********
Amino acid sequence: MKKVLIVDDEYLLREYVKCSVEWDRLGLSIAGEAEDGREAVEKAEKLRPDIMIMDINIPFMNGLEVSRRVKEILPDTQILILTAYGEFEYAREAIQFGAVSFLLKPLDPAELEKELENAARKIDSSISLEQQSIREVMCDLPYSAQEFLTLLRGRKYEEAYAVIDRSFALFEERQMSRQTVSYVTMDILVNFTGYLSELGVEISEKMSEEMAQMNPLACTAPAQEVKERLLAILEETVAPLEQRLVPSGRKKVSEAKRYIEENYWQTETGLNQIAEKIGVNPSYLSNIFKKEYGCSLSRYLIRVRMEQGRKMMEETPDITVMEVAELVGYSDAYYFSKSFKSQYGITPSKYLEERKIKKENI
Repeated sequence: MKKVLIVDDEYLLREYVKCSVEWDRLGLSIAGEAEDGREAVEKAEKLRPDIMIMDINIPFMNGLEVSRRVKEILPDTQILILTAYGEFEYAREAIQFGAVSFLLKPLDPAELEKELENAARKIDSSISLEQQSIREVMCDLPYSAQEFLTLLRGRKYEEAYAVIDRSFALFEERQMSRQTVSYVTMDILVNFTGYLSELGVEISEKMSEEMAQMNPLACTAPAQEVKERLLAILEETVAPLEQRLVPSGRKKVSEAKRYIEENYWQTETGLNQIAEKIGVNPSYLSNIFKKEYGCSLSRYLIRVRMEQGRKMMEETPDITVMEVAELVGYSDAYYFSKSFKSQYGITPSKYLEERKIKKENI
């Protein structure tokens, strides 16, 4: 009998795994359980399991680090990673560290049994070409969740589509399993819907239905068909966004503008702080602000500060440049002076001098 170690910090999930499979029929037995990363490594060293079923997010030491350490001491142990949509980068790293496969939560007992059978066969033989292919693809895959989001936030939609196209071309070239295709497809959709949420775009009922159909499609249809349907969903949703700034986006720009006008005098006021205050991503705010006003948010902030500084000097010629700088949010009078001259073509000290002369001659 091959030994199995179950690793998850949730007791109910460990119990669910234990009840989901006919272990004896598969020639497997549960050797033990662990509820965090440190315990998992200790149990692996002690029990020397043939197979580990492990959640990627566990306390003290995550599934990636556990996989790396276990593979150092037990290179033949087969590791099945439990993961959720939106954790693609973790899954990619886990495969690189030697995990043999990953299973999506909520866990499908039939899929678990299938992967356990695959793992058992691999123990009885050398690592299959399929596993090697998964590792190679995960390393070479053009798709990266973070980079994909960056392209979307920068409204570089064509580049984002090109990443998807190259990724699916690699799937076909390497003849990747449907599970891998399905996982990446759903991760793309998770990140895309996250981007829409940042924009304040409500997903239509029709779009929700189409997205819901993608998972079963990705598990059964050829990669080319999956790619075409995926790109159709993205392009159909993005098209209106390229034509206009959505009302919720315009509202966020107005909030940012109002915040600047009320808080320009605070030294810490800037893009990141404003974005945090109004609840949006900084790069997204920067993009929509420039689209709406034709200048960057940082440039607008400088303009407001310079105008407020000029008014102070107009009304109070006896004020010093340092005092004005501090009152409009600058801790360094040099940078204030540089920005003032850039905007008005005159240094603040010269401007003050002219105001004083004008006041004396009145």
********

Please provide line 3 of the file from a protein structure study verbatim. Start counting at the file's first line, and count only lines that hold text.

């Protein structure tokens, strides 16, 4: 009998795994359980399991680090990673560290049994070409969740589509399993819907239905068909966004503008702080602000500060440049002076001098 170690910090999930499979029929037995990363490594060293079923997010030491350490001491142990949509980068790293496969939560007992059978066969033989292919693809895959989001936030939609196209071309070239295709497809959709949420775009009922159909499609249809349907969903949703700034986006720009006008005098006021205050991503705010006003948010902030500084000097010629700088949010009078001259073509000290002369001659 091959030994199995179950690793998850949730007791109910460990119990669910234990009840989901006919272990004896598969020639497997549960050797033990662990509820965090440190315990998992200790149990692996002690029990020397043939197979580990492990959640990627566990306390003290995550599934990636556990996989790396276990593979150092037990290179033949087969590791099945439990993961959720939106954790693609973790899954990619886990495969690189030697995990043999990953299973999506909520866990499908039939899929678990299938992967356990695959793992058992691999123990009885050398690592299959399929596993090697998964590792190679995960390393070479053009798709990266973070980079994909960056392209979307920068409204570089064509580049984002090109990443998807190259990724699916690699799937076909390497003849990747449907599970891998399905996982990446759903991760793309998770990140895309996250981007829409940042924009304040409500997903239509029709779009929700189409997205819901993608998972079963990705598990059964050829990669080319999956790619075409995926790109159709993205392009159909993005098209209106390229034509206009959505009302919720315009509202966020107005909030940012109002915040600047009320808080320009605070030294810490800037893009990141404003974005945090109004609840949006900084790069997204920067993009929509420039689209709406034709200048960057940082440039607008400088303009407001310079105008407020000029008014102070107009009304109070006896004020010093340092005092004005501090009152409009600058801790360094040099940078204030540089920005003032850039905007008005005159240094603040010269401007003050002219105001004083004008006041004396009145």